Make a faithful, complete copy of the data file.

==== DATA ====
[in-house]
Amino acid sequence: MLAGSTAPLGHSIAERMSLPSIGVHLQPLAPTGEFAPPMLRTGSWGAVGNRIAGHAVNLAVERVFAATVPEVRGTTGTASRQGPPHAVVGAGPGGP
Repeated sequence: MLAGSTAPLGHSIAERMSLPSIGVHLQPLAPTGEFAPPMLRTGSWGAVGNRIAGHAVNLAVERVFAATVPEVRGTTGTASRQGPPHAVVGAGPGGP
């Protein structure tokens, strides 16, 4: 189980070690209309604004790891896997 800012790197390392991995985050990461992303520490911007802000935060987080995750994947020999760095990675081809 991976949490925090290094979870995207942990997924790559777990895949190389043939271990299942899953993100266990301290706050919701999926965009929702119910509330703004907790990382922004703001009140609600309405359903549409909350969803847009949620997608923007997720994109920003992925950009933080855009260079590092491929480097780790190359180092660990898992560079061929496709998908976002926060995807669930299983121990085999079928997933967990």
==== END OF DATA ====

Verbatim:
[in-house]
Amino acid sequence: MLAGSTAPLGHSIAERMSLPSIGVHLQPLAPTGEFAPPMLRTGSWGAVGNRIAGHAVNLAVERVFAATVPEVRGTTGTASRQGPPHAVVGAGPGGP
Repeated sequence: MLAGSTAPLGHSIAERMSLPSIGVHLQPLAPTGEFAPPMLRTGSWGAVGNRIAGHAVNLAVERVFAATVPEVRGTTGTASRQGPPHAVVGAGPGGP
């Protein structure tokens, strides 16, 4: 189980070690209309604004790891896997 800012790197390392991995985050990461992303520490911007802000935060987080995750994947020999760095990675081809 991976949490925090290094979870995207942990997924790559777990895949190389043939271990299942899953993100266990301290706050919701999926965009929702119910509330703004907790990382922004703001009140609600309405359903549409909350969803847009949620997608923007997720994109920003992925950009933080855009260079590092491929480097780790190359180092660990898992560079061929496709998908976002926060995807669930299983121990085999079928997933967990």